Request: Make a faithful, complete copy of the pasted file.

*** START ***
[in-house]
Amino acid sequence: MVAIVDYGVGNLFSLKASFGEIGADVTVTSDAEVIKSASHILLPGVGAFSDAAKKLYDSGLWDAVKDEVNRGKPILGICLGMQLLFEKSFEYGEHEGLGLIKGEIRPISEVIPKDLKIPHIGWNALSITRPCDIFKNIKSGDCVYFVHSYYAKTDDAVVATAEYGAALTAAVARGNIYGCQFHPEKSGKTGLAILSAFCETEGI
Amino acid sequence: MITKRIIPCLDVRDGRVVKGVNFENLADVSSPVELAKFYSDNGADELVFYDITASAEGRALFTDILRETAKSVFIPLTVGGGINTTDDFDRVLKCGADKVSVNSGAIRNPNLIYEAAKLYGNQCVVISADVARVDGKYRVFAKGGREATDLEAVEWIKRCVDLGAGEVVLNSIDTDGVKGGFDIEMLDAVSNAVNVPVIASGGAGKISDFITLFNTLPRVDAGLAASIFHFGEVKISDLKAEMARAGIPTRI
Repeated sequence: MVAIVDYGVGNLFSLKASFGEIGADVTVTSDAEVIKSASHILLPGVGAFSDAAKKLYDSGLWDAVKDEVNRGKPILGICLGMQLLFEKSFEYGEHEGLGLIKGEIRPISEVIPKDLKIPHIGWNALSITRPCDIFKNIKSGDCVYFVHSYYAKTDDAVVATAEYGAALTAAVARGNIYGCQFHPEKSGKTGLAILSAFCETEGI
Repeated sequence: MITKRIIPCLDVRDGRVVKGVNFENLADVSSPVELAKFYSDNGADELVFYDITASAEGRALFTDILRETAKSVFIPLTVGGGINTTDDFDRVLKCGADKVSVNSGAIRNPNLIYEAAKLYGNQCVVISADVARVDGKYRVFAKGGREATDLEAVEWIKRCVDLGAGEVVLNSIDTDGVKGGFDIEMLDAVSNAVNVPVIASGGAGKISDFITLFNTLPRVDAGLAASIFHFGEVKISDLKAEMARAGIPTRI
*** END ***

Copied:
[in-house]
Amino acid sequence: MVAIVDYGVGNLFSLKASFGEIGADVTVTSDAEVIKSASHILLPGVGAFSDAAKKLYDSGLWDAVKDEVNRGKPILGICLGMQLLFEKSFEYGEHEGLGLIKGEIRPISEVIPKDLKIPHIGWNALSITRPCDIFKNIKSGDCVYFVHSYYAKTDDAVVATAEYGAALTAAVARGNIYGCQFHPEKSGKTGLAILSAFCETEGI
Amino acid sequence: MITKRIIPCLDVRDGRVVKGVNFENLADVSSPVELAKFYSDNGADELVFYDITASAEGRALFTDILRETAKSVFIPLTVGGGINTTDDFDRVLKCGADKVSVNSGAIRNPNLIYEAAKLYGNQCVVISADVARVDGKYRVFAKGGREATDLEAVEWIKRCVDLGAGEVVLNSIDTDGVKGGFDIEMLDAVSNAVNVPVIASGGAGKISDFITLFNTLPRVDAGLAASIFHFGEVKISDLKAEMARAGIPTRI
Repeated sequence: MVAIVDYGVGNLFSLKASFGEIGADVTVTSDAEVIKSASHILLPGVGAFSDAAKKLYDSGLWDAVKDEVNRGKPILGICLGMQLLFEKSFEYGEHEGLGLIKGEIRPISEVIPKDLKIPHIGWNALSITRPCDIFKNIKSGDCVYFVHSYYAKTDDAVVATAEYGAALTAAVARGNIYGCQFHPEKSGKTGLAILSAFCETEGI
Repeated sequence: MITKRIIPCLDVRDGRVVKGVNFENLADVSSPVELAKFYSDNGADELVFYDITASAEGRALFTDILRETAKSVFIPLTVGGGINTTDDFDRVLKCGADKVSVNSGAIRNPNLIYEAAKLYGNQCVVISADVARVDGKYRVFAKGGREATDLEAVEWIKRCVDLGAGEVVLNSIDTDGVKGGFDIEMLDAVSNAVNVPVIASGGAGKISDFITLFNTLPRVDAGLAASIFHFGEVKISDLKAEMARAGIPTRI